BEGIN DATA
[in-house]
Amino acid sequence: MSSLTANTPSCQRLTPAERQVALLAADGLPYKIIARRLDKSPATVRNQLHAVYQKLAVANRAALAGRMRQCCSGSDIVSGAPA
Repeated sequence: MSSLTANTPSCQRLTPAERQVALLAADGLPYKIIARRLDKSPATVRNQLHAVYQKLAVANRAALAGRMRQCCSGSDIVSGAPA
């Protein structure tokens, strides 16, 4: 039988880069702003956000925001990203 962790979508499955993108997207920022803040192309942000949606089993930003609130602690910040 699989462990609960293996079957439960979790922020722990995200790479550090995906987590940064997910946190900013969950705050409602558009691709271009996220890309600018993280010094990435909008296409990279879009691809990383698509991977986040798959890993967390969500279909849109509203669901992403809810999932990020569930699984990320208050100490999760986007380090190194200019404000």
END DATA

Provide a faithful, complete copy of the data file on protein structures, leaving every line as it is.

[in-house]
Amino acid sequence: MSSLTANTPSCQRLTPAERQVALLAADGLPYKIIARRLDKSPATVRNQLHAVYQKLAVANRAALAGRMRQCCSGSDIVSGAPA
Repeated sequence: MSSLTANTPSCQRLTPAERQVALLAADGLPYKIIARRLDKSPATVRNQLHAVYQKLAVANRAALAGRMRQCCSGSDIVSGAPA
């Protein structure tokens, strides 16, 4: 039988880069702003956000925001990203 962790979508499955993108997207920022803040192309942000949606089993930003609130602690910040 699989462990609960293996079957439960979790922020722990995200790479550090995906987590940064997910946190900013969950705050409602558009691709271009996220890309600018993280010094990435909008296409990279879009691809990383698509991977986040798959890993967390969500279909849109509203669901992403809810999932990020569930699984990320208050100490999760986007380090190194200019404000």